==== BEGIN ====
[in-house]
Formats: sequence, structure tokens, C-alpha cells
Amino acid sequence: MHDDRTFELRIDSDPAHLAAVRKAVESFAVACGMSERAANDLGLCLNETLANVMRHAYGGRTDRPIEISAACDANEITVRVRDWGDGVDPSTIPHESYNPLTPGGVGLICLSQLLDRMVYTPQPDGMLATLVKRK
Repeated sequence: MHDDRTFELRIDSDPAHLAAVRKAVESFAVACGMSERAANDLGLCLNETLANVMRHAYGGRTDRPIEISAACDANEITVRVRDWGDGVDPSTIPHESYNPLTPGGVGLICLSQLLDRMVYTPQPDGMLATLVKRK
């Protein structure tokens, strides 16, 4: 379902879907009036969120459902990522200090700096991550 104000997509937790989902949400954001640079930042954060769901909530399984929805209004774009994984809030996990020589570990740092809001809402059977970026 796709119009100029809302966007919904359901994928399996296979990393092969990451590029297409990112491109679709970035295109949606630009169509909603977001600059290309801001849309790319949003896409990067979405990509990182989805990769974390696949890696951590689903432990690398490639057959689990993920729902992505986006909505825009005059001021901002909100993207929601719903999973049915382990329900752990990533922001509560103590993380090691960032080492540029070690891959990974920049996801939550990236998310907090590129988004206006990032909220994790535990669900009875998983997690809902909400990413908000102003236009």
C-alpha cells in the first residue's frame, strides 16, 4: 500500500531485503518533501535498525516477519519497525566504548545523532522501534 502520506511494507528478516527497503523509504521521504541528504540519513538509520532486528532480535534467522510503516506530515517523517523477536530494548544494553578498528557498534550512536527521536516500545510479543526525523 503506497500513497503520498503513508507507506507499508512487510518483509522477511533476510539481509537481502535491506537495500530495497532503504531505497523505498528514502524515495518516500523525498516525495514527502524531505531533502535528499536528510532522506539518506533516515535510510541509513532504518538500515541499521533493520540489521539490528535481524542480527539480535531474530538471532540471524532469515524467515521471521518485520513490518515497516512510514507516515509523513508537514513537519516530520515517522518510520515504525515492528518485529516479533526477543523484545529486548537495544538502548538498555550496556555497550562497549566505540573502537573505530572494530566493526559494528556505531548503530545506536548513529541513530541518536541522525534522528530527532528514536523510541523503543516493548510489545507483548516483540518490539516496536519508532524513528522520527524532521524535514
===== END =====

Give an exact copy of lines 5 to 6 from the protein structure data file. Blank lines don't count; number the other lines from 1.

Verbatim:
């Protein structure tokens, strides 16, 4: 379902879907009036969120459902990522200090700096991550 104000997509937790989902949400954001640079930042954060769901909530399984929805209004774009994984809030996990020589570990740092809001809402059977970026 796709119009100029809302966007919904359901994928399996296979990393092969990451590029297409990112491109679709970035295109949606630009169509909603977001600059290309801001849309790319949003896409990067979405990509990182989805990769974390696949890696951590689903432990690398490639057959689990993920729902992505986006909505825009005059001021901002909100993207929601719903999973049915382990329900752990990533922001509560103590993380090691960032080492540029070690891959990974920049996801939550990236998310907090590129988004206006990032909220994790535990669900009875998983997690809902909400990413908000102003236009």
C-alpha cells in the first residue's frame, strides 16, 4: 500500500531485503518533501535498525516477519519497525566504548545523532522501534 502520506511494507528478516527497503523509504521521504541528504540519513538509520532486528532480535534467522510503516506530515517523517523477536530494548544494553578498528557498534550512536527521536516500545510479543526525523 503506497500513497503520498503513508507507506507499508512487510518483509522477511533476510539481509537481502535491506537495500530495497532503504531505497523505498528514502524515495518516500523525498516525495514527502524531505531533502535528499536528510532522506539518506533516515535510510541509513532504518538500515541499521533493520540489521539490528535481524542480527539480535531474530538471532540471524532469515524467515521471521518485520513490518515497516512510514507516515509523513508537514513537519516530520515517522518510520515504525515492528518485529516479533526477543523484545529486548537495544538502548538498555550496556555497550562497549566505540573502537573505530572494530566493526559494528556505531548503530545506536548513529541513530541518536541522525534522528530527532528514536523510541523503543516493548510489545507483548516483540518490539516496536519508532524513528522520527524532521524535514